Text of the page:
Venerable film critic Roger Ebert has spoken (well, written on his blog): Video games can never be art. Or at least, "No video gamer now living will survive long enough to experience the medium as an art form." Novelist and journalist Tom Bissell disagrees, and he's written Extra Lives: Why Video Games Matter (Pantheon, $22.95) to make his case.
Like many higher-brow game critics, Bissell is ambivalent about the medium's artistic and moral achievements but thinks video games are ready to take a great artistic leap into the future.
Question: So why do we think chess is good for us and Tetris is bad?
Answer: People are just kind of nuts on this subject. They think that reading a book of poems is somehow more aesthetically enriching than playing a 20-hour, well-written, morally complicated video game.
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I'm not going to say one of them is better than the other, I'm just going to say that to laud one at the cost of the other. ... I don't think it holds up anymore. I think it's fogyism, and people just don't understand this medium, and they're inclined to think poorly of it for all kinds of reasons, including valid historical reasons.
But luckily, all those people will be dead soon, and we won't have to deal with them anymore. And then we can talk about games being another viable form of entertainment that will encroach upon transformative artistic experience.
Q: Why video games? Why is this your fight?
A: The kind of writing I wanted to read on this subject wasn't really in book form. A lot of it was on the blogs — there are a lot of really smart people writing on the subject, but I don't have a blog. I'm kind of old media. And this is the place I have to go to make my case. I'm really glad I wrote the book, if only because my father used to call me and hear video games playing in the background, and he'd say, "What are you doing?" and I'd say, "Working," and he couldn't quite accept that.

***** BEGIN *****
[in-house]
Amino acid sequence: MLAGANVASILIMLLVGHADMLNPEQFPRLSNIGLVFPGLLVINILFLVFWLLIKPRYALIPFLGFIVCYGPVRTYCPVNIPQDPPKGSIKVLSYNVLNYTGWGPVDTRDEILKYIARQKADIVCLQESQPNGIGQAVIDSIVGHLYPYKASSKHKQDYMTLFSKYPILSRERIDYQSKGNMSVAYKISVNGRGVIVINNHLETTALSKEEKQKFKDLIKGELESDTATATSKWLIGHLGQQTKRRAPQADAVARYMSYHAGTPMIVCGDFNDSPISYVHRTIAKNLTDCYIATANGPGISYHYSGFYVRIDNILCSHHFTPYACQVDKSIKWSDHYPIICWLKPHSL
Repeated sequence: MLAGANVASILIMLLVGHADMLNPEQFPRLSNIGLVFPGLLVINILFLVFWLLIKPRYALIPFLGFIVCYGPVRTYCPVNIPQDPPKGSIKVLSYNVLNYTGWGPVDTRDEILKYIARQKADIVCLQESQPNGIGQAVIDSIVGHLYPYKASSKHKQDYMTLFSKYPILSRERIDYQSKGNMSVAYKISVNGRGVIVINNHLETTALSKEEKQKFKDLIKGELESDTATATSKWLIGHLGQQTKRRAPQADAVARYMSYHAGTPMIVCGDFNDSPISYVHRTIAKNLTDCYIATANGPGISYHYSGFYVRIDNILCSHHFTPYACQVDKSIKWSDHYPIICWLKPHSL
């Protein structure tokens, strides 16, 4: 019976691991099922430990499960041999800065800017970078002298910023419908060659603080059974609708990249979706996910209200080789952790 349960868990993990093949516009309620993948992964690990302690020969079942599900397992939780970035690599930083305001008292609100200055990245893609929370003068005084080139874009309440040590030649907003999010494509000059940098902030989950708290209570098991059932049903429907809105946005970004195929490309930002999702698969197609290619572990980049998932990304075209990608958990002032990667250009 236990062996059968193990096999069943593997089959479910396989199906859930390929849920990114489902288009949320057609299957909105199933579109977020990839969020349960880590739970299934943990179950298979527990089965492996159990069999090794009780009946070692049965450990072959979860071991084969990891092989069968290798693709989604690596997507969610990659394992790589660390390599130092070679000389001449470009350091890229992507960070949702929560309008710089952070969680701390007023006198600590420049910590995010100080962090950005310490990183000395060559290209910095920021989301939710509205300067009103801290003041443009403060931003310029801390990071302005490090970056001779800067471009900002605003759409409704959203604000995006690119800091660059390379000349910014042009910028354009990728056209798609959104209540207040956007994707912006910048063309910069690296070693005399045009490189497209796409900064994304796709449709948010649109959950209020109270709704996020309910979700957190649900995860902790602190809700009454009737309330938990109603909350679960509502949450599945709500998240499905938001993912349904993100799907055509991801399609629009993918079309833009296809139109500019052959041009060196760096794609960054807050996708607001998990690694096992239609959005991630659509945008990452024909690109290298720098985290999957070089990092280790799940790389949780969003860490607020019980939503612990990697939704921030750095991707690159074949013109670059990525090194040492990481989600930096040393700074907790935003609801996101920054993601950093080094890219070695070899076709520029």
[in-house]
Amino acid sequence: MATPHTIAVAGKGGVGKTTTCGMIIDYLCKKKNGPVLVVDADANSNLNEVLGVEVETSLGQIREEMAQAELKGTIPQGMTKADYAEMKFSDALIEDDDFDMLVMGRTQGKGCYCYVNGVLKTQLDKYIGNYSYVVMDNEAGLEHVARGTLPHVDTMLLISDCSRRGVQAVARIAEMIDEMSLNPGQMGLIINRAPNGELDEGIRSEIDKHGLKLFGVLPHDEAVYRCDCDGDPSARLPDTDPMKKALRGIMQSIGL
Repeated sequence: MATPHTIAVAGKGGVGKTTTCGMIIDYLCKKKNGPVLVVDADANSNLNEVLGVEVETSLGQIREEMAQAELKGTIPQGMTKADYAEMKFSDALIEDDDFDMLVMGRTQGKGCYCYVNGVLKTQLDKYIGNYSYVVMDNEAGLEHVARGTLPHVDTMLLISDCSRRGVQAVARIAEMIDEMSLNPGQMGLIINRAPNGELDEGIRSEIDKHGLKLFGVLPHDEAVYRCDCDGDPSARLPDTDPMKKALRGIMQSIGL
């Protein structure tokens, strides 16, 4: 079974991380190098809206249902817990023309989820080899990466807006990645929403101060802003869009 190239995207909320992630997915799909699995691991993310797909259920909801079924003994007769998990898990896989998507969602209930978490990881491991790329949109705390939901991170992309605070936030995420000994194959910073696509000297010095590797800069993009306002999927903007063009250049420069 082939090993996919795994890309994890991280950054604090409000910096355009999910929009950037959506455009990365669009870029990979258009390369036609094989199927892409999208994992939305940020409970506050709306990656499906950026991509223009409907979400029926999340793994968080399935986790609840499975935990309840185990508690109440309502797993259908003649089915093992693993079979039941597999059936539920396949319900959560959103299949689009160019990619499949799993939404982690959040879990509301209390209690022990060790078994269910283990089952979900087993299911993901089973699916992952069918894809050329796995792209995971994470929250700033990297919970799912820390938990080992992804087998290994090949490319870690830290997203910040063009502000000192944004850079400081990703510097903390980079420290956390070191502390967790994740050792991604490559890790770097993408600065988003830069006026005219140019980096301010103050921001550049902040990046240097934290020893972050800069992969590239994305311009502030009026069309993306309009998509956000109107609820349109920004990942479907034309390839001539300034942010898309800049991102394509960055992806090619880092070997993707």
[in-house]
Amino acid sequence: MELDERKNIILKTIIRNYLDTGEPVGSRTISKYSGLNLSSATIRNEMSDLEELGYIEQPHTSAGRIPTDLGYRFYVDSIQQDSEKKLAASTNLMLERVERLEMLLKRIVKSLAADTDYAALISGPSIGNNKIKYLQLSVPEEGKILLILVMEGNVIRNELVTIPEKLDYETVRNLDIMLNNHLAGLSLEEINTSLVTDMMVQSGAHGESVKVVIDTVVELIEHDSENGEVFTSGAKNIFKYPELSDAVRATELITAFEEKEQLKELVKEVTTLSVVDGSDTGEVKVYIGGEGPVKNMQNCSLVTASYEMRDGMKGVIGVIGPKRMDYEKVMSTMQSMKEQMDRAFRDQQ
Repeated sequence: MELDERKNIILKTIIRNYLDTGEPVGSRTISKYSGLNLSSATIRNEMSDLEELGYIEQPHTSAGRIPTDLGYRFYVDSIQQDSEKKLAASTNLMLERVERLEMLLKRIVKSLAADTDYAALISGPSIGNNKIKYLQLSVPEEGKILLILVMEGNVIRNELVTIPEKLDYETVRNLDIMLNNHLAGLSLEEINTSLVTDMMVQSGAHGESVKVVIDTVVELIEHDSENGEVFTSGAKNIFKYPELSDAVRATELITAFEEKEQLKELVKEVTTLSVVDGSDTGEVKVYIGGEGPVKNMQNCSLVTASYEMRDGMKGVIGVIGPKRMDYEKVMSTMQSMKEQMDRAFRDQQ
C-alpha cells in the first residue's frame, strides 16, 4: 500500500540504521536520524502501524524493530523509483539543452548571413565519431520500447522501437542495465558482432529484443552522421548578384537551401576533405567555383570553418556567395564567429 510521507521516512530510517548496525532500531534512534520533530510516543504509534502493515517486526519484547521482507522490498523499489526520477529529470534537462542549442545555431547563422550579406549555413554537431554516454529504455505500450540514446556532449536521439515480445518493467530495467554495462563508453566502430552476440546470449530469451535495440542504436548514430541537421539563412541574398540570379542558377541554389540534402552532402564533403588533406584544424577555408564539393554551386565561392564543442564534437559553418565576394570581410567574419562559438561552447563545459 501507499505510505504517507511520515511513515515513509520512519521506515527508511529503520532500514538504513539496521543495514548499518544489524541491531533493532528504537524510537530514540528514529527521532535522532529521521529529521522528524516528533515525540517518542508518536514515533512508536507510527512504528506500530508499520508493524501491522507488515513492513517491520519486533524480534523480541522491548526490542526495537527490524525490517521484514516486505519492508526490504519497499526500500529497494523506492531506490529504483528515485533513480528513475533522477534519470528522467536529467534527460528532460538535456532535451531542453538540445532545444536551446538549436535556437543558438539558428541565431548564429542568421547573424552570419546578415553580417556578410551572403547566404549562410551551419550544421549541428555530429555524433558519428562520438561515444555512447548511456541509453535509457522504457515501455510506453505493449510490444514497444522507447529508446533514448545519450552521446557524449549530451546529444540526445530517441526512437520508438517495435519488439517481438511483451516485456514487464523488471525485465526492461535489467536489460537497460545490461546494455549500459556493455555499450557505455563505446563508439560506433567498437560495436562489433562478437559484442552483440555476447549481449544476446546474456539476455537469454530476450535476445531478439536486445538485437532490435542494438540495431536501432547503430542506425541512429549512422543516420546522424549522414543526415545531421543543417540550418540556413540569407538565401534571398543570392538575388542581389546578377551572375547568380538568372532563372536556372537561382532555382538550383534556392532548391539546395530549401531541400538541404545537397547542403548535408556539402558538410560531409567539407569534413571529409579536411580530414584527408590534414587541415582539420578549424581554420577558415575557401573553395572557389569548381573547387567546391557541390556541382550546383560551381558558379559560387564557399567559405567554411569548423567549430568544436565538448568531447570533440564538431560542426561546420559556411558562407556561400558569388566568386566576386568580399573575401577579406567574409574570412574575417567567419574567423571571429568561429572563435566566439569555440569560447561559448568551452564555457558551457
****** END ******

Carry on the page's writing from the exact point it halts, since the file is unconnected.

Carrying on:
Q: You see potential for greatness in the gaming industry, but you don't cite a game that achieves a kind of Great American Novel status. Can you think of an example?
A: To me, Portal may be as close to a perfect game as anybody has ever made. I'm interested in that sort of game, which manages to take game play and narrative and sort of disguise the tension between the two.
Q: Is there still a place for a critical discussion about violence in video games?
A: Yeah, totally. Far Cry 2 is violent, but no one's arm pops off. No one's head pops off. Clint Hawking, the director of that game, said he doesn't want to play a game where arms and heads fly off. No one wants to play that game.
Q: But there are people who do.
A: They're beyond help, then. Look, to me, violence in games is cathartic. And if you can find a valid artistic context for violence, it's just as valid as violence in any other medium.